Help Me Out Dolly

  
I’m sorry Dolly but I’m going to have to rush you. You see, this ‘no-rush policy’ of ours is no longer working for me. I’m no longer cool with you taking your time to grow. 
I’m getting frustrated; I’m losing my patience.
You’re 15 months old now and I so want you to start acting your age. I’m desperate for you to start making the progress you should. We’ve spent over a year ‘babying’ you the way that you’ve needed but what you need now, is to grow. 

 
When you were first born, we tried to shed light on the situation by laughing about your future “it’ll look so peculiar watching such a small baby sit or walk” we’d giggle. “Wait until she’s talking and people can’t believe what they’re hearing” we’d grin. I couldn’t wait to see you flourish. I wanted to amaze people with your story, prove to them that your strength was admirable. What I fear now, is that we receive people’s pity. 
I don’t want ‘pity’ for you. I want hope! 
Sometimes, I see the way people look at us. Although it could be completely innocent, I read their eyes and recoil from their sympathy. 

  
I don’t want their sympathy for you. I want their awe.
I want people to look at you and marvel in the beautiful miracle that you are. I want them to notice your smile and your powerful eyes. I want them to see that you wear that smile throughout all of your pain, you never show your frustration. You’re dignified and fierce. You’re brave and determined. 
I wish I knew how to be strong like you. I wish I knew how to hide my fears.
My dreams for you have always been aspirational. I’ve seen what you’ve conquered, I know what’s achievable. You’ve more courage and ambition than any little girl I’ve ever met and I’ll make sure you know how much I believe in you. 

  
That’s why I’ve fought! By 9 months, I was certain that we should have seen some physical progress. It had been easy to shy away from it before then, people had been able to blame your size ‘she’s still too small to sit’, ‘she hasn’t got the muscle to roll yet’. I wanted to believe they were right. So, when the Dr deemed you as ‘lazy’, I was happy to accept it.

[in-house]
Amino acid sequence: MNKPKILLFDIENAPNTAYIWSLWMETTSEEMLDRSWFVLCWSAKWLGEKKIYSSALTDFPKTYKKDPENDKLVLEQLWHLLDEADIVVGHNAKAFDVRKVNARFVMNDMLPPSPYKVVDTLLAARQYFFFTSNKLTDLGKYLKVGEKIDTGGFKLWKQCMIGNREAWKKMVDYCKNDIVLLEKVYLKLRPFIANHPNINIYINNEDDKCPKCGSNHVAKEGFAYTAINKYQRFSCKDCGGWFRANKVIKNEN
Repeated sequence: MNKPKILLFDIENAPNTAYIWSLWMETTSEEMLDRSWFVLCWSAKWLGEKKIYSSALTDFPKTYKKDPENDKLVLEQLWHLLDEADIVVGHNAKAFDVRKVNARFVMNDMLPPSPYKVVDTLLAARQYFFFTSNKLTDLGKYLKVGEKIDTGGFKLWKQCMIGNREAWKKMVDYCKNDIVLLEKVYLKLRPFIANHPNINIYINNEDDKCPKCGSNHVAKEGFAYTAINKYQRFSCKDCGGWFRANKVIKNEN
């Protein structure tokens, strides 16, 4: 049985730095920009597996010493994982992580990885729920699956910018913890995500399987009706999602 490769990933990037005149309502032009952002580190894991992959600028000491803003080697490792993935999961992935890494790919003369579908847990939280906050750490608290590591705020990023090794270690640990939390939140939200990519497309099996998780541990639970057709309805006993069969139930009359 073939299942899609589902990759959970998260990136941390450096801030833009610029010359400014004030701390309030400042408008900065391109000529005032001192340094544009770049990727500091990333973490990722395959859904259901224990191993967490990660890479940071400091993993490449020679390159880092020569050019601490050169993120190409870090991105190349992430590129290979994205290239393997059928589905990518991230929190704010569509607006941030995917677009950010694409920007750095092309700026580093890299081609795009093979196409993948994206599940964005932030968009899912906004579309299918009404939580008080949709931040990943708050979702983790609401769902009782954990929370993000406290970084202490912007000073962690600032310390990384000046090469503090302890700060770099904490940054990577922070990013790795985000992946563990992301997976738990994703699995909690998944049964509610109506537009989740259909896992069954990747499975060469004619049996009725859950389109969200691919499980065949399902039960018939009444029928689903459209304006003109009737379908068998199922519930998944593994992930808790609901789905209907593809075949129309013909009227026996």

Then a year came, and I started to admit that they were wrong. You’ve never been lazy – it’s not a word I’d associate with any aspect of your being, so why would I trust this judgement? Eventually, I made them realise that you were in pain. Eventually, I made them listen to your shrieks as I dutifully carried out the exercises we’d been given. Eventually, they noticed that those weren’t the cries of a lazy child.
The X-Ray showed that you’ve ‘spastic’ hips. This means that your hip joint can’t fit into the deformed socket – the reason why you can’t sit. No doubt, the reason for your cries. I felt sickened. Why hadn’t I insisted earlier? Why had I been so quick to agree you were lazy? How could I have been so blinded by ignorance? You require surgery, we’re not quite sure yet what it will entail. 
Your left hip is two inches shorter than your right. How hadn’t I spotted it? It’s now another thing I worry about. You’re no longer the tiny baby that people look at with joy. You’re the size of a toddler who can’t do anything but lie. I don’t want people to judge you, I don’t want anyone to think you’re anything but ‘normal’ – whatever that may be! They can’t see your strength, the fact that even this is still an accomplishment. It’s something that I’ll be forever proud of, forever grateful for. After all, there were days you couldn’t breathe for yourself.

  
The surgery will fix you, it’ll make life easier too.
Don’t get me wrong, I don’t want this for you. The thought of you needing more surgery – the thought of you needing any surgery – makes me want to vomit. I don’t want you to feel pain, I don’t want you to be scared. But, I know that it’s necessary. 
The surgery will help you grow and I need you to be ready to.

  
I’m ready to catch you as you spin yourself dizzy. I’m ready to chase you as you run with excitement. I’m ready to watch you dance, marvel as those beautiful slender legs bend into pirouettes.
I’m ready to walk with you, hand in hand. I’ve had your back all this time, I’ve never let you fall but I’m ready to sit back and see what you’re capable of on your own.
I’m ready to run with you, through make-believe jungles and woods. I’m ready to hide from witches and catch fairies as they prance in our minds.
I’m ready for you to be the toddler that you should be.
So help me out Dolly, let yourself grow, get yourself ready.
The adventure is yours for the taking.   

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3 thoughts on “Help Me Out Dolly

  1. I couldn’t love this more! ❤ Beautifully written! You are not alone in your struggles and feelings but our children are still amazing waitress!

    Like

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